I Love NY Logo: Copyright and Suing Rights

A diehard Bob Dylan fan and the groundbreaking graphic designer, Milton Glaser, created something at the back of a taxi using scrap paper and a red crayon: the I Love NY logo. 

To this date, the original drawing is held in the Museum of Modern Art in Manhattan – whereas millions of t-shirts, coffee mugs, hats, scarves, and souvenirs have been roaming around the world with this widely famous logo on them. From brand billboards and expensive souvenir stores to a flea market – if you step in New York City, you certainly cannot miss the I Love NY logo: the essence of New York. 

Related: 10 Things You Didn’t Know About the Iconic “I Love NY” Logo

Nonetheless, as per a recent incident, you can get sued if you sell a photograph with the I Love NY logo in it. 

A documentary and street photographer named Michael Goldrei received an email from a United Kingdom-based photo agency, Alamy, which could have been the end of his photography career – but, fortunately, it was more of an exemplar.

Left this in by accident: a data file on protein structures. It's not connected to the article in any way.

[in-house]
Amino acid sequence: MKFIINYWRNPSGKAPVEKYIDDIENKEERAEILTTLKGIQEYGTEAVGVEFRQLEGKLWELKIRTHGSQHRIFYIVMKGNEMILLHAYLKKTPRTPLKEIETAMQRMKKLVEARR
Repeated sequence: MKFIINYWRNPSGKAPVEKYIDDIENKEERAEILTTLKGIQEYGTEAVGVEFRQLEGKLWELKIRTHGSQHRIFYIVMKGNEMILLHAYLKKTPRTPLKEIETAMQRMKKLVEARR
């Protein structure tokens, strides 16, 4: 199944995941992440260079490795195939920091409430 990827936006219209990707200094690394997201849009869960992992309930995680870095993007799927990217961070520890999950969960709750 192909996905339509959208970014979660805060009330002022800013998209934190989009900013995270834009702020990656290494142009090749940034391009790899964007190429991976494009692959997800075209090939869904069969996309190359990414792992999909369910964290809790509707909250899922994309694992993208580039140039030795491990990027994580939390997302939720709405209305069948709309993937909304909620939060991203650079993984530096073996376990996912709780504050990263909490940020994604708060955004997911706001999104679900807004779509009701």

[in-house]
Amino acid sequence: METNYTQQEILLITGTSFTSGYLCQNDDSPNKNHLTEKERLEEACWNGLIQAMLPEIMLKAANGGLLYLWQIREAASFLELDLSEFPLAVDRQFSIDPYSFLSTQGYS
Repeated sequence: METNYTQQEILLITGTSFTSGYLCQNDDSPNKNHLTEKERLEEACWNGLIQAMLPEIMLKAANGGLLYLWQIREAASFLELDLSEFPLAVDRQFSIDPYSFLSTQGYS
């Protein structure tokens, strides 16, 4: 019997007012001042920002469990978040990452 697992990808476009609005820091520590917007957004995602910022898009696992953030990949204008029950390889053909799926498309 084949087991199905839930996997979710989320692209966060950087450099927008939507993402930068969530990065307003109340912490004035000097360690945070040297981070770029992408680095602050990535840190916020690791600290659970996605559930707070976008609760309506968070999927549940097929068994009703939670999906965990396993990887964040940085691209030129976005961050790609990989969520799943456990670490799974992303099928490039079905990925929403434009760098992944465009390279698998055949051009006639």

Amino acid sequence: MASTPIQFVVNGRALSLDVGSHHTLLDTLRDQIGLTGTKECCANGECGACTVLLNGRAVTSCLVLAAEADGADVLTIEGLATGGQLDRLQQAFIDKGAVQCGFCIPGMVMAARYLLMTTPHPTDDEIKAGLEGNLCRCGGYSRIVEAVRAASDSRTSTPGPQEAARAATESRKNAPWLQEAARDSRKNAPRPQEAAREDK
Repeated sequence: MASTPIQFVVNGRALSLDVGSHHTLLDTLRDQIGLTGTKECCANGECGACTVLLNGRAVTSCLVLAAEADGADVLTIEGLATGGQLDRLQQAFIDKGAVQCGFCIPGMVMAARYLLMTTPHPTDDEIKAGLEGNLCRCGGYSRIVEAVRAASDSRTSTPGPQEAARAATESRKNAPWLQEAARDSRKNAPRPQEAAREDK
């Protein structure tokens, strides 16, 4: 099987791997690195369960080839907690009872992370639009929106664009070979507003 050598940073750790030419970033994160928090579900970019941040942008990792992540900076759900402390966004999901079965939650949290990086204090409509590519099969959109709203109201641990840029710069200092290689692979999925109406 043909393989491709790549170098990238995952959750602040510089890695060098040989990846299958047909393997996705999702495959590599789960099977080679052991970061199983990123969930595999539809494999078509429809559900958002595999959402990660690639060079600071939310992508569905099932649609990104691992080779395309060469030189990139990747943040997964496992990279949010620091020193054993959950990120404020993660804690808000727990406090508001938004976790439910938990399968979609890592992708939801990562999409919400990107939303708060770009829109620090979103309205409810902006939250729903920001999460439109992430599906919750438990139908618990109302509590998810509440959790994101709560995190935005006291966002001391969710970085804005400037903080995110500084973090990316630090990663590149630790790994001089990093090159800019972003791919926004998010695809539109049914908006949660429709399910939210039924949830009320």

To understand this better, we need to move back to the year 2013 when the following image was shot:

Years later, the iconic logo on the wrinkled plastic bag caught the attention of NYSDED (New York State Department of Economic Development), and soon enough, the Alamy Copyright team sent an email to the Vienna-based photographer stating that his image(s) with the I Love New York logo in it can be used solely for the editorial purposes and no longer should be put into any commercial use. 

With the logo being the official state slogan, one of the most legendary logos for 43 years, and trademarked by an establishment as authoritative as NYSDED, Michael says that he was not surprised by this occurrence. Nonetheless, he raises more than a fair point asking “In an age where walking through a city may expose you to hundreds of logos on clothing, shop signs, coffee cups, etc. every few minutes, where should companies draw the line as to what is their intellectual property, and what is just part of the (unavoidable) street furniture of everyday life?”

Built to save the tourism industry, this logo has reached a peak that takes tourism beyond New York. 

While the NYSDED is open to providing a license for the I Love New York logo and brand, it surely cannot be an easy nut to crack. Also, the underlying question is: with the logo placed on millions of products, is it even doable to wipe out the commercial access for all of those? If so, is this just the beginning of how New York shows their sincerity towards its brand? 

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